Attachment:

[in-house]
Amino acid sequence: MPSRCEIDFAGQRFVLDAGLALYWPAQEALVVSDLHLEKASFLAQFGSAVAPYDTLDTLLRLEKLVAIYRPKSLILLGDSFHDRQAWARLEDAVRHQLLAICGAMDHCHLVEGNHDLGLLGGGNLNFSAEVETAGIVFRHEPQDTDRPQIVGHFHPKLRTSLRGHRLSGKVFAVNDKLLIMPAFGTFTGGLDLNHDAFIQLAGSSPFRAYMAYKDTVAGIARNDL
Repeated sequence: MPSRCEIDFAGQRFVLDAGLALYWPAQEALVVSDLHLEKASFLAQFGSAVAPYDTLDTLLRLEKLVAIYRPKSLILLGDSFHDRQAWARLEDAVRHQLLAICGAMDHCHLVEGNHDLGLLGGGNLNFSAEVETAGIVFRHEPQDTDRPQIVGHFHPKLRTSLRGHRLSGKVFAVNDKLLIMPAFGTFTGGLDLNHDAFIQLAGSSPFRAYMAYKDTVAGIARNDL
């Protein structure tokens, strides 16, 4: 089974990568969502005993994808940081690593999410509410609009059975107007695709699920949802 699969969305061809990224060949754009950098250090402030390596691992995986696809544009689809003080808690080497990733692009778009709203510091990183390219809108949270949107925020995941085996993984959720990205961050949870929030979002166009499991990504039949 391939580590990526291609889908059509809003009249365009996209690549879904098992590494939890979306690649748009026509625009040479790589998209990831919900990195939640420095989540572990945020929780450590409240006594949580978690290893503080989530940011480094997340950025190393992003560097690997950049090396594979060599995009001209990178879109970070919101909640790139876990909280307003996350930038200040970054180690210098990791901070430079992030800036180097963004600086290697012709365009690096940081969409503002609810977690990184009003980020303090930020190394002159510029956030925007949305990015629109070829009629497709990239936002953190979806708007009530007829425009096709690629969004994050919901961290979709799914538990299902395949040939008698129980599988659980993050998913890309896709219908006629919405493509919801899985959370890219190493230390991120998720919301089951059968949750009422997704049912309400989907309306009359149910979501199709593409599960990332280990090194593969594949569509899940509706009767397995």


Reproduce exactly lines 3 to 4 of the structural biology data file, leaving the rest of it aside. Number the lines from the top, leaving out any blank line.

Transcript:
Repeated sequence: MPSRCEIDFAGQRFVLDAGLALYWPAQEALVVSDLHLEKASFLAQFGSAVAPYDTLDTLLRLEKLVAIYRPKSLILLGDSFHDRQAWARLEDAVRHQLLAICGAMDHCHLVEGNHDLGLLGGGNLNFSAEVETAGIVFRHEPQDTDRPQIVGHFHPKLRTSLRGHRLSGKVFAVNDKLLIMPAFGTFTGGLDLNHDAFIQLAGSSPFRAYMAYKDTVAGIARNDL
């Protein structure tokens, strides 16, 4: 089974990568969502005993994808940081690593999410509410609009059975107007695709699920949802 699969969305061809990224060949754009950098250090402030390596691992995986696809544009689809003080808690080497990733692009778009709203510091990183390219809108949270949107925020995941085996993984959720990205961050949870929030979002166009499991990504039949 391939580590990526291609889908059509809003009249365009996209690549879904098992590494939890979306690649748009026509625009040479790589998209990831919900990195939640420095989540572990945020929780450590409240006594949580978690290893503080989530940011480094997340950025190393992003560097690997950049090396594979060599995009001209990178879109970070919101909640790139876990909280307003996350930038200040970054180690210098990791901070430079992030800036180097963004600086290697012709365009690096940081969409503002609810977690990184009003980020303090930020190394002159510029956030925007949305990015629109070829009629497709990239936002953190979806708007009530007829425009096709690629969004994050919901961290979709799914538990299902395949040939008698129980599988659980993050998913890309896709219908006629919405493509919801899985959370890219190493230390991120998720919301089951059968949750009422997704049912309400989907309306009359149910979501199709593409599960990332280990090194593969594949569509899940509706009767397995």